During a phone conversation a couple days ago, a friend asked me if I would take him out looking for insects sometime, as he’d noticed that I do that for other people from time to time. I’m always thrilled when someone asks me to do that, and I happily agreed to go bugging with him. But I told him we’re at the end of the insect season and we wouldn’t likely find much still out there this year. I knew I could find some insects, but since most of the flowers are finished blooming, I’ve pretty much called it a year and haven’t been out much in the past week.
I couldn’t have been more wrong.
After we were done talking, I decided to go out to one of my favorite nature preserves to see what I could turn up. It was a gorgeous day with temps in the mid 70s and intermittent cloud cover. As soon as I got out of the car and entered the grass path, I was reminded that it was the peak of grasshopper season. My every step caused a half dozen of them to leap away in front of me. It was as if someone had turned on a grasshopper popcorn machine — pop! pop! pop! pop! pop! I confess to not being too enthusiastic about this particular family of insects thus far, but not because they’re not interesting. I love their crazy armored body structure, for one thing, but I haven’t taken the time to study them well enough to be able to identify them with any certainty. And the fact that there were so many of them jumping around had a kind of sense-dulling effect, making me want to tune them out.
It’s sort of the same way I feel about birding during spring migration, when I’m out looking for warblers and other cool migratory species, but the woods are full of raucous red-winged blackbirds and grackles. It’s not that those birds aren’t interesting, just that their noise is so distracting that it’s hard to focus on finding other smaller and quieter birds. Yeah, that’s exactly how I feel about the grasshoppers, except instead of noise they just distract me by popping up left and right around me as I walk.
So I continued on, trying to see what else was there besides the hoppers. One of the most numerous species was the narrow-headed marsh fly (Helophilus fasciatus). These are some of our largest hover flies, and I find them to be plentiful in April and May, then again in September and October. Checking data on iNaturalist, I see that about 15% of the Ohio observations by other people were in the three months of summer, so they’re around in smaller numbers apparently. Most of our other hover flies are miniscule compared to these bee-size flies. As you can see, their colors and patterns make them bee mimics, which is believed to give them some protection from predators who might not want to risk a sting from these secretly-stingless pollinators.
I believe this one to be a female because of the space between the eyes, but I’m not positive. Anyway, she landed on a cottonwood sapling looking up at me (first pic above) and I snapped a couple quick shots, thinking that was all I would get. Then she flew to a bare stem and gave me a clear full-body shot. That almost never happens.
I found a few butterflies too, mostly sulphurs but also a copper and a duskywing. This mating pair of orange sulphurs were minding their own business when a second male crashed their party. His attempts to break them up were unsuccessful, and they flew to another spot to finish what they’d started.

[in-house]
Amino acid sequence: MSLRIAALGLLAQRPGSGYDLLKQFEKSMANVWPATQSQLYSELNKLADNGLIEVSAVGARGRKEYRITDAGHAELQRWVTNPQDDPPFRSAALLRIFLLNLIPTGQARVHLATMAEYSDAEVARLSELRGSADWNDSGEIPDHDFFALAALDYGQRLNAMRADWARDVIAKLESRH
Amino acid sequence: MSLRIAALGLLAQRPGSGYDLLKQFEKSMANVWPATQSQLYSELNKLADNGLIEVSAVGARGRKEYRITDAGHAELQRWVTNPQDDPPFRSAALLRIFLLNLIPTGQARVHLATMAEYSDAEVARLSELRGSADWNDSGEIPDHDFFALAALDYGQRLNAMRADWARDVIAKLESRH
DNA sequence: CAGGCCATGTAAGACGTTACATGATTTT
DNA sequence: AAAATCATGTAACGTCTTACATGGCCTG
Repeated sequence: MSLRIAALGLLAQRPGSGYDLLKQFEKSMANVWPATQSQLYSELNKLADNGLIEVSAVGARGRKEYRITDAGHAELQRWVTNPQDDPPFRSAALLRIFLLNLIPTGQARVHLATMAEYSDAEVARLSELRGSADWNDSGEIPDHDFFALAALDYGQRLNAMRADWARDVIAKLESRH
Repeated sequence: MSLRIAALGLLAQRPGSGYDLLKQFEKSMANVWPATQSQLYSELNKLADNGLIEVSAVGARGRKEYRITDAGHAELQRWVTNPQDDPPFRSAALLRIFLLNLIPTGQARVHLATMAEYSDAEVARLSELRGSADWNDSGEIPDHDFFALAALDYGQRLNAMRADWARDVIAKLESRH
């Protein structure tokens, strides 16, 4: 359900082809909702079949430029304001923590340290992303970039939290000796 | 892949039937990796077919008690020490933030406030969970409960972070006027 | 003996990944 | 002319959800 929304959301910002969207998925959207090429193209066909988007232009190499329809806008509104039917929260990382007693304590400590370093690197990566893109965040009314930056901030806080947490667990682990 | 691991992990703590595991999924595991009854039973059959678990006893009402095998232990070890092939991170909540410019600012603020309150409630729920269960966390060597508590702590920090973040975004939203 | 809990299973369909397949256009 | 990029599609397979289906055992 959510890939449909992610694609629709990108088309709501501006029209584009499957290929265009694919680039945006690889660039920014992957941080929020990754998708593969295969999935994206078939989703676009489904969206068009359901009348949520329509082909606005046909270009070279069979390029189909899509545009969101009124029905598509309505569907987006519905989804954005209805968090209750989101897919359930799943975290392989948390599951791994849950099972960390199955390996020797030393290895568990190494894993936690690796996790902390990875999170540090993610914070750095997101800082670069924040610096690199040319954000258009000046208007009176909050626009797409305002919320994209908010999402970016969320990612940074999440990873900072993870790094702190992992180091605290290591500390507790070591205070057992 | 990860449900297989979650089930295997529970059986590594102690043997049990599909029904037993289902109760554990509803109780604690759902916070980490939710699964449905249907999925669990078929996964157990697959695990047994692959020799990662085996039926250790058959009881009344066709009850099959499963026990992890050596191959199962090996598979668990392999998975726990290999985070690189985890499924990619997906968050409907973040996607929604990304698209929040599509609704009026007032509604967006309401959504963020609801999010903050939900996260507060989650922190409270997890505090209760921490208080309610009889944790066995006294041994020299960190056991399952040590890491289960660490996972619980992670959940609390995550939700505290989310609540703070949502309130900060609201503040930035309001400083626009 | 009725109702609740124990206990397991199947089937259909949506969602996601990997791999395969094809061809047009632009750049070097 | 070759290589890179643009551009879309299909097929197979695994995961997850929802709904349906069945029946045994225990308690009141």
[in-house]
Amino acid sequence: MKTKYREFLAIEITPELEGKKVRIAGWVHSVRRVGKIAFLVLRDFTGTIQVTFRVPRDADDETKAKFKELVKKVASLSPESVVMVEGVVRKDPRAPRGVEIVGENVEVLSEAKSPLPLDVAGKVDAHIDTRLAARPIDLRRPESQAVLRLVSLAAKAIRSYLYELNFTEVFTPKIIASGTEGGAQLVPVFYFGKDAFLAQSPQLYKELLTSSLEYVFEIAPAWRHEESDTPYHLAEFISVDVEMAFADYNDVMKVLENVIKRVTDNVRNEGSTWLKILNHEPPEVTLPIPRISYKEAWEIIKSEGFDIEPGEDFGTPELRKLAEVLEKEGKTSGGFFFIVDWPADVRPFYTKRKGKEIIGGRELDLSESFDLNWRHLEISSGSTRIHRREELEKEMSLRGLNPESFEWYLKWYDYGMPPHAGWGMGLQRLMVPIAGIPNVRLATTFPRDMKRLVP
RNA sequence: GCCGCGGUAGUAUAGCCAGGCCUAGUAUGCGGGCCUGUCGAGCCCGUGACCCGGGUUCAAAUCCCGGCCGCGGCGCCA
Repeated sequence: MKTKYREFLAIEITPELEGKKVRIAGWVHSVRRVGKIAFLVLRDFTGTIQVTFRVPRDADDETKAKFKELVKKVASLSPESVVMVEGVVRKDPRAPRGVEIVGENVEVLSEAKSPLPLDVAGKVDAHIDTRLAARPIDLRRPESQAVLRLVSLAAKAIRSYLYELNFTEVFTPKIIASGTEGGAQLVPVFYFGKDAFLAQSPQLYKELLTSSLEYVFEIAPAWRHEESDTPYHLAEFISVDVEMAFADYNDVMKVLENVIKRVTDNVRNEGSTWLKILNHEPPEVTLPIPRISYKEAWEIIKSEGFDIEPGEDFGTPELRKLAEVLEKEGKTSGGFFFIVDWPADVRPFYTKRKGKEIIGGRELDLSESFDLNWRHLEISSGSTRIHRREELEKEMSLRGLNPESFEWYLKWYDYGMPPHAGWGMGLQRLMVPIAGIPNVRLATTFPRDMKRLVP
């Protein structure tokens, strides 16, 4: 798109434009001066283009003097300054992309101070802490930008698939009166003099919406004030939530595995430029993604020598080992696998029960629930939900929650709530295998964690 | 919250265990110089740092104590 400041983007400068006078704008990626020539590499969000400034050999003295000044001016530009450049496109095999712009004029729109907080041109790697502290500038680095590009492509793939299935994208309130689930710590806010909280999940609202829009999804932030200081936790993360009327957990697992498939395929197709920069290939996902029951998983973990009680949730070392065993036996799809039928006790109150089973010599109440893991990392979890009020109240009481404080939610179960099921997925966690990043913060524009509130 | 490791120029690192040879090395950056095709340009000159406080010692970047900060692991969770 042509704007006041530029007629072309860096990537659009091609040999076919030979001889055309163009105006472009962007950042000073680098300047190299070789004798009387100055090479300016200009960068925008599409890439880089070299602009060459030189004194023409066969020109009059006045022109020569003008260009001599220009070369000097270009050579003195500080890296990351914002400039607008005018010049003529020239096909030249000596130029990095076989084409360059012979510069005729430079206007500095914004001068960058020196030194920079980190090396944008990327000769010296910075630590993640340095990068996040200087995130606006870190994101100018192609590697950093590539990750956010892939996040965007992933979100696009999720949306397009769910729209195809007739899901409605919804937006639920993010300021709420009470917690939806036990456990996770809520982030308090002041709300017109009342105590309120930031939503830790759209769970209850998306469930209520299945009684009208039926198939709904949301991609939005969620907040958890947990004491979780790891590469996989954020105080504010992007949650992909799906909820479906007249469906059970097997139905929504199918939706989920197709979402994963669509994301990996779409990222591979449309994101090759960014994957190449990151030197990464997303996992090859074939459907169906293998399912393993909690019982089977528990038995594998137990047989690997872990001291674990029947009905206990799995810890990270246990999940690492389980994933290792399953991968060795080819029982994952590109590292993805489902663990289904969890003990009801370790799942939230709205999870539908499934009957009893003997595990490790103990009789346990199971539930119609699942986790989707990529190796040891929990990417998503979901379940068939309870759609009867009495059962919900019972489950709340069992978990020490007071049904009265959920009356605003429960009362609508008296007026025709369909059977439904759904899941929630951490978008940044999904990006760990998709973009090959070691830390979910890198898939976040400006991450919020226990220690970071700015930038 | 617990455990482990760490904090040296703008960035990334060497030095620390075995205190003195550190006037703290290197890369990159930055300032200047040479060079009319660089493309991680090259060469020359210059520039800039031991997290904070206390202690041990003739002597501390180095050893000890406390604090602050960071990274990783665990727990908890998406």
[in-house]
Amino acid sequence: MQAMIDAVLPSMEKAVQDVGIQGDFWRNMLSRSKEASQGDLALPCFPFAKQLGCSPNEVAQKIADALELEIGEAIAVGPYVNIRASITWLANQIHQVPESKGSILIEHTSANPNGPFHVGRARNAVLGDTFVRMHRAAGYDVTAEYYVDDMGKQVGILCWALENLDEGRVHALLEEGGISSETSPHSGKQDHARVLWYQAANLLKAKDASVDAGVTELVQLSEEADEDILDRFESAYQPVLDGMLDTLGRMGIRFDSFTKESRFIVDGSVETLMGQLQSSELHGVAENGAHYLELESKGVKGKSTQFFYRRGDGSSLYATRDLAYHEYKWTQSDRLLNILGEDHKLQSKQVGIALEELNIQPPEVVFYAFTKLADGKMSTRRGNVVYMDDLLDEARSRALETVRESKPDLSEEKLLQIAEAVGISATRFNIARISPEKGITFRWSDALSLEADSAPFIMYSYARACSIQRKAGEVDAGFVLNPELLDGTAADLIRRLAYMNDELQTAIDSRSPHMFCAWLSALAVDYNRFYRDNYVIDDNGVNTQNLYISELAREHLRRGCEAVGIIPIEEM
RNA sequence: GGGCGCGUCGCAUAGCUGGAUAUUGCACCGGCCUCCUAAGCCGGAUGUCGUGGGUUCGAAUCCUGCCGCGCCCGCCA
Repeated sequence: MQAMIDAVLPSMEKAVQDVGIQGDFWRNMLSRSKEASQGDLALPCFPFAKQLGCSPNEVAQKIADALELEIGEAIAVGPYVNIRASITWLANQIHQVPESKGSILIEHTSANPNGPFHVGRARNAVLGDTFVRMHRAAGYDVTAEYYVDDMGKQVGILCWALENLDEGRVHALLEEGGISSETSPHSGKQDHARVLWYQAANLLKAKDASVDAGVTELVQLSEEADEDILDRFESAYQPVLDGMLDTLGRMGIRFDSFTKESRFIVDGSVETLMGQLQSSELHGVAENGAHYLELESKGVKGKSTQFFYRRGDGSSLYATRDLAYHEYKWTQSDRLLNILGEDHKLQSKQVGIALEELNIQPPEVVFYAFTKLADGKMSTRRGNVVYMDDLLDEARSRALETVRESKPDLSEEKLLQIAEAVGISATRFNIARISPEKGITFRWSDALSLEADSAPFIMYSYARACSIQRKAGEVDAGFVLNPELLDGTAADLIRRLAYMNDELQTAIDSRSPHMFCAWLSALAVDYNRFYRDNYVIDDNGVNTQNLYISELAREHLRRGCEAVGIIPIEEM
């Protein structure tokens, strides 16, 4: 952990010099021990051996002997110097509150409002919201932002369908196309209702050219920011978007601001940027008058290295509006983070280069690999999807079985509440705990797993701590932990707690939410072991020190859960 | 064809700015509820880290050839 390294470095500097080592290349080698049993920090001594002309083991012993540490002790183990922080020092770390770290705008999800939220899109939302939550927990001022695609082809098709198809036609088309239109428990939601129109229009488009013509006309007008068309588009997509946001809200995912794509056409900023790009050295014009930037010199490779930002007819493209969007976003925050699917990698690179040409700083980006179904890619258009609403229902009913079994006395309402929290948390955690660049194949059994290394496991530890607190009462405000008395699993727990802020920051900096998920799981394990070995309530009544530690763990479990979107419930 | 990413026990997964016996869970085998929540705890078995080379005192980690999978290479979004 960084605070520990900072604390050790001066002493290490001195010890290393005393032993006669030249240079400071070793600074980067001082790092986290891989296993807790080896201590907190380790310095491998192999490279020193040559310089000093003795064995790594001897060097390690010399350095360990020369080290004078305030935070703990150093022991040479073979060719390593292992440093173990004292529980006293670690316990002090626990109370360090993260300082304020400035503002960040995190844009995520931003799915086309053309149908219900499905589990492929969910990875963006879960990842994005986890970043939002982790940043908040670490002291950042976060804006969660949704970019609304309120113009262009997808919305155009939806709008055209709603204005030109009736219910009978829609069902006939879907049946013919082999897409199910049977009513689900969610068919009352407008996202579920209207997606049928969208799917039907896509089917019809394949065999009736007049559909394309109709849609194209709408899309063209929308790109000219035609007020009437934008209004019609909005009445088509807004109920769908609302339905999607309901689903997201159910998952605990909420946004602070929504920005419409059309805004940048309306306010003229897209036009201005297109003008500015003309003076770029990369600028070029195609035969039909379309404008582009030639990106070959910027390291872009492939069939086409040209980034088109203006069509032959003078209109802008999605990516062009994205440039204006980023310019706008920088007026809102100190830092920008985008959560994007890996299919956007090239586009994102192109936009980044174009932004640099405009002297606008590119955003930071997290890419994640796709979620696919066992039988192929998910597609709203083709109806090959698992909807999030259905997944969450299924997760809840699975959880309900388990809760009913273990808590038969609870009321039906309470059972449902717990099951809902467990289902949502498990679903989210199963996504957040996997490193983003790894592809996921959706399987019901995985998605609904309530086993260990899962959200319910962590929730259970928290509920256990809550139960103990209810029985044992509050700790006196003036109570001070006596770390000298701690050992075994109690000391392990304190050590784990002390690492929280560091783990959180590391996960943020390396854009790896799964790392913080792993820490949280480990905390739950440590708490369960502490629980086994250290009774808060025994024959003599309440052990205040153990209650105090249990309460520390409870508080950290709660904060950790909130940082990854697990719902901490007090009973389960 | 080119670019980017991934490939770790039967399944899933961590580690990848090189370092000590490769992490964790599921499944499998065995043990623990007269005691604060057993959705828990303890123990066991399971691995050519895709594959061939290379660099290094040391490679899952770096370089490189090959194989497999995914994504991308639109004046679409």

By this point I’d decided to get back to the pond to look for late season dragon and damselflies before I got tired. This was my first day out of the house after two days in bed. I’d gotten my Covid booster shot and had extreme fatigue from that, and at the same time I got a sinus migraine from a weather system that was moving through. The double whammy knocked me down good, and I was so happy to be outside, but still sort of tired.
When I got back to the pond, I found that the marshy area around it had enlarged after the recent rain. I normally just walk around the perimeter of this pond, but this time I decided to walk out in the shallow water to see if I could have more luck away from the edges. It felt so nice and cool on my feet through the water sandals! And I did find some interesting odes — a tiny citrine forktail glowing in the sun, some familiar bluets, one of which was caught in a spider web and being eaten by the spider as I took photos.
I was thrilled to find some blue-faced meadowhawks in a mating wheel, and they allowed me to watch long enough to get a few photos of their beautiful faces.
If you enlarge this photo you can see the sperm transfer happening where the female’s abdomen connects to the male’s. And take a look at her lovely face and how her legs are grasping his red abdomen for stability. Dragonfly mating is fascinating, and I never tire of watching it.
There were four green darners hunting back and forth across the pond but I didn’t have the patience to try and shoot them on this day. I settled for the easier autumn meadowhawks and spotted spreadwings.
After I’d been out there for about 90 minutes, the mosquitoes suddenly discovered me and I hustled back to the car cursing them under my breath. I’d sprayed my legs against ticks, but didn’t expect the mosquitoes to still be biting and hadn’t sprayed my upper body. Big mistake!
Today’s post is a public mea culpa to my friend Barry — I was wrong, the bugs are still there! But whether we go this month or wait until next spring, I look forward to a day in nature sharing the joy of insects with a fellow naturalist. 🙂